For several months now, there has been talk of a meeting between Taiwan’s president Ma Ying-jeou and the People’s Republic of China president Xi Jinping. Such an event would be the first time that the leaders of the two sides had met since the late 1940s. After 65 years of relations that were ambivalent at best and downright dangerous at worst, a Ma-Xi meeting would affirm the changes for the better that have occurred since Ma came to power and suggest a promise of more to come.
Both Beijing and Taipei talk approvingly about the idea of a summit, but there are a number of issues that must be resolved before the offices of the two leaders can start blocking off schedules. All of these issues derive from the fundamental disagreement between Taipei and Beijing over the legal and political character of the government in Taipei, whose formal name is the Republic of China. Is it a sovereign entity as Taipei asserts? Or is it a non-sovereign entity with a status lower than the PRC authorities, as Beijing claims?
The first issue is the location and occasion of the meeting. Taipei has proposed that the meeting take place in Beijing in mid-November in conjunction with the APEC leaders meeting. That occasion would lend an international dimension to a Xi-Ma summit and implicitly confirm Taipei’s view of its status. Precisely for that reason, Beijing has consistently rejected the Beijing-in-November proposal. At one time, Beijing might have been happy with Hong Kong, because it is PRC territory and the formula it has used for the reversion of Hong Kong (one country, two systems) is the same one it would like to apply to Taiwan. For precisely that reason, and because one country, two systems is very unpopular in Taiwan, that would have been a non-starter for the Ma Administration. Now, however, even Beijing might be reluctant about a Hong Kong venue, in light of the ongoing campaign there for more democracy and Taiwan’s status as one of Asia’s better democratic transitions.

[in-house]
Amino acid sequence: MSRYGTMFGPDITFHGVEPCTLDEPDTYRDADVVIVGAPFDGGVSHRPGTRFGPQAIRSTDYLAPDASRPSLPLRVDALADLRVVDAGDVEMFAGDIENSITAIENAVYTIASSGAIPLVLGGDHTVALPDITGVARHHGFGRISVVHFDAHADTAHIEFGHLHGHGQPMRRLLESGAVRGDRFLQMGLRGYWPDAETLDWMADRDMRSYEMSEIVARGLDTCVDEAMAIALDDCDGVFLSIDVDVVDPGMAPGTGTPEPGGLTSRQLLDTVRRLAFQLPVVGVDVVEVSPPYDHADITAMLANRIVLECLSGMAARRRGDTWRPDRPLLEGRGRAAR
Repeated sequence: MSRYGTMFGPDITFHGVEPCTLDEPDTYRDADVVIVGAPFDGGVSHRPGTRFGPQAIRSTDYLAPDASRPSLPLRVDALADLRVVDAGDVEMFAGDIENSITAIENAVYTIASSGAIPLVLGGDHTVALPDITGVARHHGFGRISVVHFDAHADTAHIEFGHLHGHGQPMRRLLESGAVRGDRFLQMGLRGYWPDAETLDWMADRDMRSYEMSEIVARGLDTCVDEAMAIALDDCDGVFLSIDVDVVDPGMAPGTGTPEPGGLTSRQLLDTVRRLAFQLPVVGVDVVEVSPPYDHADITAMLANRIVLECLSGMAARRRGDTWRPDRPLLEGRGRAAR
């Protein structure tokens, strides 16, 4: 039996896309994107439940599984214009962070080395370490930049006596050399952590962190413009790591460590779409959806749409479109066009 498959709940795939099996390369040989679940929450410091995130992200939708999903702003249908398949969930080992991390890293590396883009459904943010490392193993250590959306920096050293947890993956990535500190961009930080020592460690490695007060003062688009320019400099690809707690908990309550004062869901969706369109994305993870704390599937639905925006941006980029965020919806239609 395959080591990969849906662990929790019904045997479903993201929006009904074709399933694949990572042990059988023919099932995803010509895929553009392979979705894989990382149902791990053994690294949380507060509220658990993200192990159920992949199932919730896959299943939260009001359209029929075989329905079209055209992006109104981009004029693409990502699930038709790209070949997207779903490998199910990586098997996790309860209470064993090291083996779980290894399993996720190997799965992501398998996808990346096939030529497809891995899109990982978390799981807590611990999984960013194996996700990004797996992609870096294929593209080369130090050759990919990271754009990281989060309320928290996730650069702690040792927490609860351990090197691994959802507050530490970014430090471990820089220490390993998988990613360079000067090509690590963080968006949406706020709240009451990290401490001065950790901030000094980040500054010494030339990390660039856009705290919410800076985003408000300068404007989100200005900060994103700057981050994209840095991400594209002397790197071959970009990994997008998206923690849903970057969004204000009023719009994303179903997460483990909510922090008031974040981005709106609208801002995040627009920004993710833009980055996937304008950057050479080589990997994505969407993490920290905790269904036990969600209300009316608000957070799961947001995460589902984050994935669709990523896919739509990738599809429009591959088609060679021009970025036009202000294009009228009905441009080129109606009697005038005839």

There are other places in Asia that might be acceptable enough to the two sides, but finding the right one is only the first of the problems that must be addressed. The next one is the political status of the two gentlemen who would meet. It can’t be “President of the People’s Republic of China” and “President of the Republic of China” because formally Beijing rejects the existence of the ROC. It can’t really be “Secretary General of the Chinese Communist Party and Chairman of the Kuomintang” (Ma’s party) because that is a way for Beijing to treat the KMT merely as a political force within China that has yet to concede to Beijing’s authority. It’s thus a way to deny the existence of the ROC. Perhaps “Leader of Mainland China” and “Leader of Taiwan” may be mutually less objectionable.
The third issue is what the two leaders call each other face to face and what each is called in the other’s media. Ma would love it if Xi called him “President Ma” (and Ma would reciprocate). But that seems unlikely. So the most neutral face-to-face approach would be for Ma to say “Mr. Xi” and Xi to say “Mr. Ma.” On media coverage Taiwan will worry from past experience in lesser cases that PRC media reports would be tempted to use terminology to downgrade Ma and Taiwan, whatever Xi had said face to face.